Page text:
Operations Director In Paradise: Jamie Sullivan’s Journey to JOYÀ
In one of the most exotic of places on Earth, the Riviera Maya on the outskirts of Cancun, Mexico, Jamie Sullivan works as the Operations Director for JOYÀ. A joint venture between Cirque du Soleil’s 45 DEGREES and luxury resort Vidanta, JOYÀ is Mexico’s must-see-spectacular. Jamie began her journey with JOYÀ as the General Stage Manager in 2015 and in a short period of time was promoted to run the entire operation. Jamie joined me on a casual day off Sunday under a luxury cabana to share her journey from growing up in Las Vegas, moving to Mexico to join JOYÀ, and her personal and professional growth along the way.
“I was actually on my way to start school as a musical theatre actress after I finished high school,” Jamie began. “I was putting myself through college, so I wanted to live at home during my first two years at school to get all of the core classes done. During this time, I was working two jobs and taking 21 credits. When the first play auditions were posted at my community college, I auditioned but unfortunately, was too young compared to the rest of the cast. The director, one of my professors, said that he still wanted me to be involved in the play even though I couldn’t be cast. He asked, “Why don’t you be an assistant stage manager for the production?” I said,”ok!”
“We did the play and then when the next show came along six months later, I asked if I could be the assistant stage manager again. This time, my director told me that I must audition for an acting role. So, I auditioned and he handed me a part, but I didn’t want it. I told him that I wanted to participate as a stage manager again.
After that, seeing that my interest had changed, my director, who had a link to a Southern Utah University in Cedar City, helped me get a scholarship. I was able to get a degree in Stage Management in 2003 and began to work for the Utah Shakespeare Festival, which is in the top ten for regional theatre in the United States.”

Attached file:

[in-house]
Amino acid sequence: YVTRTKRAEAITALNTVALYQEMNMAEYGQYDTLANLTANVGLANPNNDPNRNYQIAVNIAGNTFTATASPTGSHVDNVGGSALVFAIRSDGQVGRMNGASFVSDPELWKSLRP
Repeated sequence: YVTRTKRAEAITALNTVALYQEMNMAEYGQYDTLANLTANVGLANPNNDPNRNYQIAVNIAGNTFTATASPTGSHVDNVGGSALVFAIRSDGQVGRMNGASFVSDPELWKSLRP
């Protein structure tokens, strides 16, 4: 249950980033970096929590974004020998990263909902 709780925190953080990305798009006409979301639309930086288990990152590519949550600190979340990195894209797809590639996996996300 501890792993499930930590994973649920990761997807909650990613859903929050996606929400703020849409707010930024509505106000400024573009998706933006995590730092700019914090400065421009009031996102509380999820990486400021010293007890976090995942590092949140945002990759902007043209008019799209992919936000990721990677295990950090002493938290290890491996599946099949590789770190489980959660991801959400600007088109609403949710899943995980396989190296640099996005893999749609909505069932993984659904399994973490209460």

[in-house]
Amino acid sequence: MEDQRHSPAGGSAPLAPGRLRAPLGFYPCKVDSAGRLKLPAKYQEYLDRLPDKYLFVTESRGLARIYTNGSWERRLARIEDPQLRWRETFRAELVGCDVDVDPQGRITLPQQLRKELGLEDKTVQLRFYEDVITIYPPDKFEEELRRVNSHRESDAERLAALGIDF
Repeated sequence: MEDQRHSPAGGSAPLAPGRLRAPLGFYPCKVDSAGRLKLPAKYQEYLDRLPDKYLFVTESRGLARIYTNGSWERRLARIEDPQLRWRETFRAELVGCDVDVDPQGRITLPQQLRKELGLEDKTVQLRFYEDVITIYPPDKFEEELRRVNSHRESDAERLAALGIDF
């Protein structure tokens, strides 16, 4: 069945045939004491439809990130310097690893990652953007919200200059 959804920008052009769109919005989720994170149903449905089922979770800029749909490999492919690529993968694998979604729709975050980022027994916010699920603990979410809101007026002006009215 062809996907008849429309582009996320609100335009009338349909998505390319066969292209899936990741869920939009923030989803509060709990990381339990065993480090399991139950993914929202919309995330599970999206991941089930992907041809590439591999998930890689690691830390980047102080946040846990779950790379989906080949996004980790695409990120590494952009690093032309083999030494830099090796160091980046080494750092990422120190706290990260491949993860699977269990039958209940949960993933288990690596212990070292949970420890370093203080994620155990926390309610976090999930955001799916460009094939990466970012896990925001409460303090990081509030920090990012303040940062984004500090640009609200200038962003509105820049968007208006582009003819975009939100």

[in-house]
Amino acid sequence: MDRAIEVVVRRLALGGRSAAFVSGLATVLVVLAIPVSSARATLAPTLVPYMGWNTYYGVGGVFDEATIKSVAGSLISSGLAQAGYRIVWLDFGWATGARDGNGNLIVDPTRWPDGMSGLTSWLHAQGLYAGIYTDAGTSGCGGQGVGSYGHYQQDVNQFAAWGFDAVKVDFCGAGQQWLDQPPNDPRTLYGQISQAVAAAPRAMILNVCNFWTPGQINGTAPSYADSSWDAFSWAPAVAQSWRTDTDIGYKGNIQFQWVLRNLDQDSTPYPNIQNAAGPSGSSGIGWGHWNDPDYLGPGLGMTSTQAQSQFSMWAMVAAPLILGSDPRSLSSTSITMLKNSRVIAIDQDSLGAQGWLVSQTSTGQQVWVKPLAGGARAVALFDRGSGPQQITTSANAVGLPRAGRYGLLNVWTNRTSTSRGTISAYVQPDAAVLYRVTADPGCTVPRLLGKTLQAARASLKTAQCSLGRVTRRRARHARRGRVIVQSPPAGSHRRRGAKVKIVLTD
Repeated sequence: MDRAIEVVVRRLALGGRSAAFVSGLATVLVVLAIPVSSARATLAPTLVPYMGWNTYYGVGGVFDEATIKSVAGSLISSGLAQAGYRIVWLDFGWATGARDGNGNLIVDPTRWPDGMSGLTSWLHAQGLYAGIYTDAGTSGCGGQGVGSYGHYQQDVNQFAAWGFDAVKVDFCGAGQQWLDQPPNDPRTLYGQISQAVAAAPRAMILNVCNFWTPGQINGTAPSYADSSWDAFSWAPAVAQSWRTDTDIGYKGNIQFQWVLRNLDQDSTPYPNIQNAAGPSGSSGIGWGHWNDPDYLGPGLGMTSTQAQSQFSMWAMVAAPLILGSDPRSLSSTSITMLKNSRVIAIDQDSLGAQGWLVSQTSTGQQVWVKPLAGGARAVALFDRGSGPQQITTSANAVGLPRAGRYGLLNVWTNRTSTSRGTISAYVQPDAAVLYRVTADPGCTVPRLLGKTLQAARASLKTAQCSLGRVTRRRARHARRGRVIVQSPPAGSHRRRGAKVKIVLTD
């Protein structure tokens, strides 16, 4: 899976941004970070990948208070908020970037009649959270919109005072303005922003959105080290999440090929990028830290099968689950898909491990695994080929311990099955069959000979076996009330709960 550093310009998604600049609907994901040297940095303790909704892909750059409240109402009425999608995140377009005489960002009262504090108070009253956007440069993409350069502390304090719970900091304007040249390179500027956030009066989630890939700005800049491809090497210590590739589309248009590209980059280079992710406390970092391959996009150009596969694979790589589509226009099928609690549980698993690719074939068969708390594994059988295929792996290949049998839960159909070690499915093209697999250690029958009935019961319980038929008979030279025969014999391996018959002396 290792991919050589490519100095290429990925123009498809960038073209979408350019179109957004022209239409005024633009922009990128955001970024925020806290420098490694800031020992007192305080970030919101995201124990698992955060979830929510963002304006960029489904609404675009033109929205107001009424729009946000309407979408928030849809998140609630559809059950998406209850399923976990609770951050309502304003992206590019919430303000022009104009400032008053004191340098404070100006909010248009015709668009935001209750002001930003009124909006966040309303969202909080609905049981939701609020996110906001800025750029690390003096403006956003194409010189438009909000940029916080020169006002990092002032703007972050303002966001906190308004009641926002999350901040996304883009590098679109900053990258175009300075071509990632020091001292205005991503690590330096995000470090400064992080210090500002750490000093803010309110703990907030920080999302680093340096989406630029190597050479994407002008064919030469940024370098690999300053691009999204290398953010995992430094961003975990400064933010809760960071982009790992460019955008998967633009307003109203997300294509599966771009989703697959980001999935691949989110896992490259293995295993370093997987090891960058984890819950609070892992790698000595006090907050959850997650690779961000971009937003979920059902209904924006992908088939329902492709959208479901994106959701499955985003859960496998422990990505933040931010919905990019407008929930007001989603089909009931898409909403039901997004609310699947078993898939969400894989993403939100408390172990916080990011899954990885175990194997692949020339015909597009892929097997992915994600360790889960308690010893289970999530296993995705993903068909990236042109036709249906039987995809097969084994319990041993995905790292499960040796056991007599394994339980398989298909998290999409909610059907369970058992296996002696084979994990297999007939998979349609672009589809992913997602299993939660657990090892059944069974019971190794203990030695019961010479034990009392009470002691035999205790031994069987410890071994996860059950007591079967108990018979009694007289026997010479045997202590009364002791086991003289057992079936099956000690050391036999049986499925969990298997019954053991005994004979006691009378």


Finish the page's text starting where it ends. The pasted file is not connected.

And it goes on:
Jamie worked with the Utah Shakespeare Festival on and off for seven years and upon her return to Las Vegas, she landed a job as an on-call stage manager for Cirque du Soleil’s Zumanity in 2007. Shortly after, Jamie was hired as a full-time assistant stage manager (ASM) at Cirque du Soleil’s Mystère.
“I was an ASM at Mystère for seven years and then promoted from ASM to stage manager. At times, I acted as the interim general stage manager (GSM). From there, I took a leap of faith and applied for the GSM role at JOYÀ. In March 2015, I got the job. In January of 2017, we were doing a restructure at the show and my boss, our show director, recommended that I apply for the role of Operations Director. They decided to take a chance on me and here I am!”
From Left to Right: Jamie Sullivan and Israel Gutierrez at Mystère Cirque du Soleil
JOYÀ, the first Cirque du Soleil resident show in Mexico, combines culinary and performing arts in an intimate theater setting to engage the audience’s five senses. Drawing on Mexico’s history and heritage, JOYÀ tells the story of an alchemist and his granddaughter embarking on a quest to uncover the secrets of life. Don’t miss the opportunity to taste extraordinary dishes and live an unforgettable night exclusively at the Cirque du Soleil Theater at Vidanta Riviera Maya. JOYÀ is a thrilling and whimsical show in which joy, courage and friendship conquer all!
Jamie’s normal day can vary greatly when she enters the JOYÀ theater between 1:30-2:00 pm each day. However, her stage management training allows her to keep a calm head and roll with changes as they occur.
“I’m always available and check my phone just to see if any messages are coming through, but in general the rule is that I give myself at least one hour in the morning to myself. I quickly check my phone where I can see the previews of emails and messages. If nothing seems urgent, I take a cup of coffee and read a book or do whatever personal errands I need to do,” she explains.